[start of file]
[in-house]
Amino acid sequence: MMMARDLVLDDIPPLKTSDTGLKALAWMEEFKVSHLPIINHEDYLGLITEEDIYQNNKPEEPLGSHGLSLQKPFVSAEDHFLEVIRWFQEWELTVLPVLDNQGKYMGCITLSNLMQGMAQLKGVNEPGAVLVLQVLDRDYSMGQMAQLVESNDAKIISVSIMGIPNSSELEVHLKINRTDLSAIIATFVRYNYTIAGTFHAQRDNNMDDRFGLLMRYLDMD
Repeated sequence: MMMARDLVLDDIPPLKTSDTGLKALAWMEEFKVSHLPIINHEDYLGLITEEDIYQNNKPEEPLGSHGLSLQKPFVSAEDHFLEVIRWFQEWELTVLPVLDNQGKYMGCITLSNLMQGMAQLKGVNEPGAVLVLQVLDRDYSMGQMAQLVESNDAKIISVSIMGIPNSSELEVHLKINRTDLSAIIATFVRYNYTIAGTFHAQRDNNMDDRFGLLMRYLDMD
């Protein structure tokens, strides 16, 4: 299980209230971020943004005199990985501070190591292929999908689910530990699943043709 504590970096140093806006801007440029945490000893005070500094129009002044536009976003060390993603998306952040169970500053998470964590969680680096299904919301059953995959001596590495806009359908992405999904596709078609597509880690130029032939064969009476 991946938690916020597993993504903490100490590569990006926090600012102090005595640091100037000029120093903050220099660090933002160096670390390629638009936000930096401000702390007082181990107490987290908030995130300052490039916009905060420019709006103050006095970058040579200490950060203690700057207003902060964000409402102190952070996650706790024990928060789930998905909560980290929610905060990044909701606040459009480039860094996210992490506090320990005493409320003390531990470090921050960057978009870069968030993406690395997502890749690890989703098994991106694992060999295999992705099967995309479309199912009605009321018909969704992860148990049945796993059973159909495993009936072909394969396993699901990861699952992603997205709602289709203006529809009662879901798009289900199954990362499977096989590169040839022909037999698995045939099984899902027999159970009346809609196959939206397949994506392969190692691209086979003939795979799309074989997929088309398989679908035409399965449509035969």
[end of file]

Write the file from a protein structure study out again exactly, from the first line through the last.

[in-house]
Amino acid sequence: MMMARDLVLDDIPPLKTSDTGLKALAWMEEFKVSHLPIINHEDYLGLITEEDIYQNNKPEEPLGSHGLSLQKPFVSAEDHFLEVIRWFQEWELTVLPVLDNQGKYMGCITLSNLMQGMAQLKGVNEPGAVLVLQVLDRDYSMGQMAQLVESNDAKIISVSIMGIPNSSELEVHLKINRTDLSAIIATFVRYNYTIAGTFHAQRDNNMDDRFGLLMRYLDMD
Repeated sequence: MMMARDLVLDDIPPLKTSDTGLKALAWMEEFKVSHLPIINHEDYLGLITEEDIYQNNKPEEPLGSHGLSLQKPFVSAEDHFLEVIRWFQEWELTVLPVLDNQGKYMGCITLSNLMQGMAQLKGVNEPGAVLVLQVLDRDYSMGQMAQLVESNDAKIISVSIMGIPNSSELEVHLKINRTDLSAIIATFVRYNYTIAGTFHAQRDNNMDDRFGLLMRYLDMD
């Protein structure tokens, strides 16, 4: 299980209230971020943004005199990985501070190591292929999908689910530990699943043709 504590970096140093806006801007440029945490000893005070500094129009002044536009976003060390993603998306952040169970500053998470964590969680680096299904919301059953995959001596590495806009359908992405999904596709078609597509880690130029032939064969009476 991946938690916020597993993504903490100490590569990006926090600012102090005595640091100037000029120093903050220099660090933002160096670390390629638009936000930096401000702390007082181990107490987290908030995130300052490039916009905060420019709006103050006095970058040579200490950060203690700057207003902060964000409402102190952070996650706790024990928060789930998905909560980290929610905060990044909701606040459009480039860094996210992490506090320990005493409320003390531990470090921050960057978009870069968030993406690395997502890749690890989703098994991106694992060999295999992705099967995309479309199912009605009321018909969704992860148990049945796993059973159909495993009936072909394969396993699901990861699952992603997205709602289709203006529809009662879901798009289900199954990362499977096989590169040839022909037999698995045939099984899902027999159970009346809609196959939206397949994506392969190692691209086979003939795979799309074989997929088309398989679908035409399965449509035969």